San Diego Muslims celebrate Eid al-Fitr, end of Ramadan
Monday morning at Colina Del Sol Park in City Heights, Muslims from across San Diego came together.
It was one of many events in the county where Muslims celebrated Eid al-Fitr, which marks the end of Ramadan.
Abdullahi Shane and Ahmad Mahmuod are volunteers that helped plan the event.
“We’re commemorating Eid al-Fitr, which is one of our two holidays as Muslims. We are celebrating the end of the holy month of Ramadan in which we fasted 30 days,” Mahmuod said. “We’ve prayed, gave lots of charity and have connected with our community, and brotherhood and sisterhood. And so, today’s one of the biggest days of our year.”
Eid al-Fitr always includes prayer, family, friends, food and gifts.
It’s also a time for Muslims to break their fast, which lasts from sunrise to sunset throughout the month of Ramadan.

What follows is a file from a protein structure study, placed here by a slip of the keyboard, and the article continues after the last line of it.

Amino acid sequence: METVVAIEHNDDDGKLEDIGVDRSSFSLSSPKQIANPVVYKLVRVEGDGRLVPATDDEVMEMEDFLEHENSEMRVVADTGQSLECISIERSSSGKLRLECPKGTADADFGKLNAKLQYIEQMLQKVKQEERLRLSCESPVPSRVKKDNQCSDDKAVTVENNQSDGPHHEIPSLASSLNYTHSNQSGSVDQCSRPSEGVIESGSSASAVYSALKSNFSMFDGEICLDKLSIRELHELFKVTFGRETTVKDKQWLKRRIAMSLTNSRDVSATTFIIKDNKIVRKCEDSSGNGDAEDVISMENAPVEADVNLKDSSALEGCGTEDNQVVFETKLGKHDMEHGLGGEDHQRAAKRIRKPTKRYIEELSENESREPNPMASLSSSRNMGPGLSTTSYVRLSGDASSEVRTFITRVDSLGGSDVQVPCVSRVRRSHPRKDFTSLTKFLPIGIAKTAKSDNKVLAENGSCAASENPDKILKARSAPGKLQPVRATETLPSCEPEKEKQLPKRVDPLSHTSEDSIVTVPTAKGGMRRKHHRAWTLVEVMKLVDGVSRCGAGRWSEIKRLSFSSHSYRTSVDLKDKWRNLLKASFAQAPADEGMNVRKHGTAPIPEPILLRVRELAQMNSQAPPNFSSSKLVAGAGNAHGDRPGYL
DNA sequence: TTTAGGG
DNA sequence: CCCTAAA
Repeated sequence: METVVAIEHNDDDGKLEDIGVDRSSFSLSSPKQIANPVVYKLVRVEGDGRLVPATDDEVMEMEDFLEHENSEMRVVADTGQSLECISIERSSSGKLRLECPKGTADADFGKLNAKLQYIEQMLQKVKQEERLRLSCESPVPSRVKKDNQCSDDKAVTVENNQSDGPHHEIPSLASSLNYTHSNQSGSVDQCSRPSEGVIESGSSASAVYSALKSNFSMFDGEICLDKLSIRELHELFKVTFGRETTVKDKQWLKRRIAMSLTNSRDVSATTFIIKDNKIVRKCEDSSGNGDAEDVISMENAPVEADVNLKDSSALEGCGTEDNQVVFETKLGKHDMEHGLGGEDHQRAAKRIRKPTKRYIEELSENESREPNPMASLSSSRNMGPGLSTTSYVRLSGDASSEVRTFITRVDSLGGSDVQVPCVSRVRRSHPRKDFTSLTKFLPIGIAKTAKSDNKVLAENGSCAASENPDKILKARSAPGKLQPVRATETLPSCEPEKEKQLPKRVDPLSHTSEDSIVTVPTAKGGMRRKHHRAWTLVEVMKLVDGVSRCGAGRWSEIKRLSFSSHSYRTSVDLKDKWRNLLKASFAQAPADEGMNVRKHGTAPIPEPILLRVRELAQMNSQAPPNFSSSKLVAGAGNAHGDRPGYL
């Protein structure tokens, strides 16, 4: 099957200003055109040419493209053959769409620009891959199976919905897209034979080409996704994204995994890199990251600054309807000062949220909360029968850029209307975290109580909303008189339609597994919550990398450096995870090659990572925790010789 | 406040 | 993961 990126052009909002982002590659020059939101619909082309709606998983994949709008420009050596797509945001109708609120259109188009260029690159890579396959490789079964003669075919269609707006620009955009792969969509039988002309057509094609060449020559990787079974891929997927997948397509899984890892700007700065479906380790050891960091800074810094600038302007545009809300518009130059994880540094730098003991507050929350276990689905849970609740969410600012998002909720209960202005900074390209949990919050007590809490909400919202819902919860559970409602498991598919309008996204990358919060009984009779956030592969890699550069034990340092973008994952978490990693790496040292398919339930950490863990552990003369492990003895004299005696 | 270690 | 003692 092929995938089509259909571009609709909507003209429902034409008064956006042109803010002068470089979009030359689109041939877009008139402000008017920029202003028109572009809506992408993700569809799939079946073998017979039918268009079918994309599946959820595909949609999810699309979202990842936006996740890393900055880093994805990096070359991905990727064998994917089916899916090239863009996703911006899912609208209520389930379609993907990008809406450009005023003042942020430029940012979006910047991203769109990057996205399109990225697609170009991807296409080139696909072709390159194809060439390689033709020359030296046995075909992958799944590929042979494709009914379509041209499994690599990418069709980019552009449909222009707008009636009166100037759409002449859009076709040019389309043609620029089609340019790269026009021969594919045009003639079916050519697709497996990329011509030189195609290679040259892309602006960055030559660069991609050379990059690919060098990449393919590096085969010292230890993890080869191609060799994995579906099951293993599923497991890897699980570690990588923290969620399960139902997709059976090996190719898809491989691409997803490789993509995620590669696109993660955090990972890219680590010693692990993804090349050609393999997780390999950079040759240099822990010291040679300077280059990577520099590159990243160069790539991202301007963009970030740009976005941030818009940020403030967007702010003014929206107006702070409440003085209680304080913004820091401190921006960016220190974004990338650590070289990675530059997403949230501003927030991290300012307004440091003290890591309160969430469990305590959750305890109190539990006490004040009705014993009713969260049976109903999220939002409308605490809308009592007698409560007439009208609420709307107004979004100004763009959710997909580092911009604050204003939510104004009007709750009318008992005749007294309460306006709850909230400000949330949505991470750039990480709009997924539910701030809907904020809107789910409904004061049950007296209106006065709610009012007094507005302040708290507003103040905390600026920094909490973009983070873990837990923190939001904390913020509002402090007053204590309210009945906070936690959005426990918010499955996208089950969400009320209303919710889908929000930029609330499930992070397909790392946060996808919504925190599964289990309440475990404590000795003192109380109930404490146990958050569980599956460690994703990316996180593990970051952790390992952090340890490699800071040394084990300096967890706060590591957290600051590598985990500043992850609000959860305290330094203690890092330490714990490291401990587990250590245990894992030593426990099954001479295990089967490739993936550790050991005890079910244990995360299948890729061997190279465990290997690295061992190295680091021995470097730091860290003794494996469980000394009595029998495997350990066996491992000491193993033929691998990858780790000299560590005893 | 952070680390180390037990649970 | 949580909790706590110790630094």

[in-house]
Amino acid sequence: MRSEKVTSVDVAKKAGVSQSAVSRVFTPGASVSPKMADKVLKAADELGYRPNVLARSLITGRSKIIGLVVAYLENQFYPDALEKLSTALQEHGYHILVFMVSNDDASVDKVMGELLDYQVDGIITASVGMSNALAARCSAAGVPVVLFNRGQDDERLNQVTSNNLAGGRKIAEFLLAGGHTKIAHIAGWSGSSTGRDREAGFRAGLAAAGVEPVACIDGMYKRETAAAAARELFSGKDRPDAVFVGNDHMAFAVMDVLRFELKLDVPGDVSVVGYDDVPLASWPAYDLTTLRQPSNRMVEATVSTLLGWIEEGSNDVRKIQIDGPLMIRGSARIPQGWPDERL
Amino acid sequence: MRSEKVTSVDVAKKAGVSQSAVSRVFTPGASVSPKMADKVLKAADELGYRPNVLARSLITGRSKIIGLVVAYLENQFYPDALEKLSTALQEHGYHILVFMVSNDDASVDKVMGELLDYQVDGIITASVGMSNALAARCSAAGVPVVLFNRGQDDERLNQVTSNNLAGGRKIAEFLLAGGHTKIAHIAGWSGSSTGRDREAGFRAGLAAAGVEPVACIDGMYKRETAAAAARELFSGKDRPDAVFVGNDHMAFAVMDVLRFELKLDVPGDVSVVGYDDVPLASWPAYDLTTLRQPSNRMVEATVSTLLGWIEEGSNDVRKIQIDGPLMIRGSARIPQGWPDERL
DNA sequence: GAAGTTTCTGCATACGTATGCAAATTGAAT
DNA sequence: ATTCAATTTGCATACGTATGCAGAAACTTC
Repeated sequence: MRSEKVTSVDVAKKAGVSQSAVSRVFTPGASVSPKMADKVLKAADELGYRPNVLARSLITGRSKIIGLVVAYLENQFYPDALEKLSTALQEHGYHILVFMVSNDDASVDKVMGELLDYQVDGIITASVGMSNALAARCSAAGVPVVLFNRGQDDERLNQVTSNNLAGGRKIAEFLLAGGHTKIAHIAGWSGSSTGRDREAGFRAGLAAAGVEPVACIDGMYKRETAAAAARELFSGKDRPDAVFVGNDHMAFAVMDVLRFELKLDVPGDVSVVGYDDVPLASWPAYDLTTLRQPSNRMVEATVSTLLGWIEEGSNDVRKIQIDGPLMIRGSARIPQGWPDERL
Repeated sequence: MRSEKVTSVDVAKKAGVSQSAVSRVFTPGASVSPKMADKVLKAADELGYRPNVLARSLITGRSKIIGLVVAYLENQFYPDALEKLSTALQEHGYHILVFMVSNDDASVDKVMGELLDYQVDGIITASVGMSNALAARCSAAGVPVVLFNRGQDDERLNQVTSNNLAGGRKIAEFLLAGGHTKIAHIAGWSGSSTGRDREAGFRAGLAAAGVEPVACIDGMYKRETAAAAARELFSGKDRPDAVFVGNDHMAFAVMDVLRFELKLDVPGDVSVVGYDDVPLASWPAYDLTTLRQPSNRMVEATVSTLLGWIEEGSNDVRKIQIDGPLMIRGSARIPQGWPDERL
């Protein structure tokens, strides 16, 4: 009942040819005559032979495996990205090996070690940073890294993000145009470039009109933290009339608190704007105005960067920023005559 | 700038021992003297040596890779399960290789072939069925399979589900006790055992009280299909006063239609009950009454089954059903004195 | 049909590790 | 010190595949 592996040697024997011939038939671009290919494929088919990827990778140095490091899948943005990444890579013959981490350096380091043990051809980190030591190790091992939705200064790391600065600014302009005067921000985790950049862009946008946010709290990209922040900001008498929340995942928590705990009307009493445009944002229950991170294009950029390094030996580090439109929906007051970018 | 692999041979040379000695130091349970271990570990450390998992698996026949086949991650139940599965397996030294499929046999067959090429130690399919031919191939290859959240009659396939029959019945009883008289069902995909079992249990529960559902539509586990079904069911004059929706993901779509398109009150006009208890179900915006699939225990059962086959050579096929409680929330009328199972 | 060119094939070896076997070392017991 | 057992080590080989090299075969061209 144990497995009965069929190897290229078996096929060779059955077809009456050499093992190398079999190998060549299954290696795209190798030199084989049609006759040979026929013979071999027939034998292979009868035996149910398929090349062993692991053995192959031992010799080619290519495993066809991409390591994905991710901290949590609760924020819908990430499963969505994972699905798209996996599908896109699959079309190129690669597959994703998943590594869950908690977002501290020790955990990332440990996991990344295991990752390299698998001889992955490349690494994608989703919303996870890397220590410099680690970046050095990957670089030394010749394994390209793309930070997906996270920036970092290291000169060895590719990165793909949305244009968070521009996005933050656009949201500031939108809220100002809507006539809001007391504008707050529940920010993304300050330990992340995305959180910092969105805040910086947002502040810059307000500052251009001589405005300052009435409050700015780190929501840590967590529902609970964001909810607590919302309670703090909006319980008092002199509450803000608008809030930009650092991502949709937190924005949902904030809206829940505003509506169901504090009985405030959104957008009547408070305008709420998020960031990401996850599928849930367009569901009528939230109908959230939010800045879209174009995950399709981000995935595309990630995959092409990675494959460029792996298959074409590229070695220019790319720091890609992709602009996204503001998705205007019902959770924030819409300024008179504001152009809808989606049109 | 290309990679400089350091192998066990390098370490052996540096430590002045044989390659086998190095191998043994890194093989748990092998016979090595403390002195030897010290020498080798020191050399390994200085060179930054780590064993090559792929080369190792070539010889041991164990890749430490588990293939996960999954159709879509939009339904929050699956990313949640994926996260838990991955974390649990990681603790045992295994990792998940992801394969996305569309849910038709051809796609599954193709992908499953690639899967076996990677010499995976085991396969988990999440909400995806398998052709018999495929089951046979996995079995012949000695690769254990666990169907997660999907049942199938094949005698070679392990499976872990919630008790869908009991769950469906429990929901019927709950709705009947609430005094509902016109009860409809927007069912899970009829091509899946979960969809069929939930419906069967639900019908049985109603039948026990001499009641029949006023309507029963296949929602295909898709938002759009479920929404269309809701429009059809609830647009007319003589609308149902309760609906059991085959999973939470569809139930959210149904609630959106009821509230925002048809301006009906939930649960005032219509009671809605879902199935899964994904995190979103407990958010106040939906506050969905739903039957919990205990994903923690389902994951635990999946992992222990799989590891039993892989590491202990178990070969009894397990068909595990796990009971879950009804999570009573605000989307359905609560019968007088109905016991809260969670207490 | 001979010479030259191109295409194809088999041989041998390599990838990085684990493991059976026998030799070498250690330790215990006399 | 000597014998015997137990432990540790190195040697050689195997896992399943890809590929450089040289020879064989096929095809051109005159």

“So what we do is right after prayer, we go with family and friends, take pictures, eat some good food, pass out some gifts — money,” Shane said. “Just have a good time — dedicate this day to family and friends … and whatever you're going through it's just a day where you can sit back, relax and have some fun.”
Many families go to amusement parks, do arts and crafts, and celebrate with music and dancing, according to Mahmuod.
“It's a day where folks take work off, folks do not go to school as we did not go to school today. So it’s really a community,” the UC Berkeley student said. “So if you see a fellow Muslim let them know, ‘Eid Mubarak [Blessed Feast].’ Give to your neighbors, come over and celebrate with us as well because we love our non-Muslims sister and brother counterparts.”
Mahmuod said Eid al-Fitr is a three day celebration full of fun, but it’s still a bittersweet moment as it signals the end of a month that fosters kindness and community.
“For so many non-Muslims, they think that when Ramadan ends that we’re happy because we can go back to eating and drinking and doing the activities that we did before,” he said. “But what they fail to realize is our hearts are yearning for a longer Ramadan because the month is truly spent in a very beautiful way that can not be encompassed in words.”
The second holiday for Muslims is Eid al-Adha, which will be celebrated this year in July.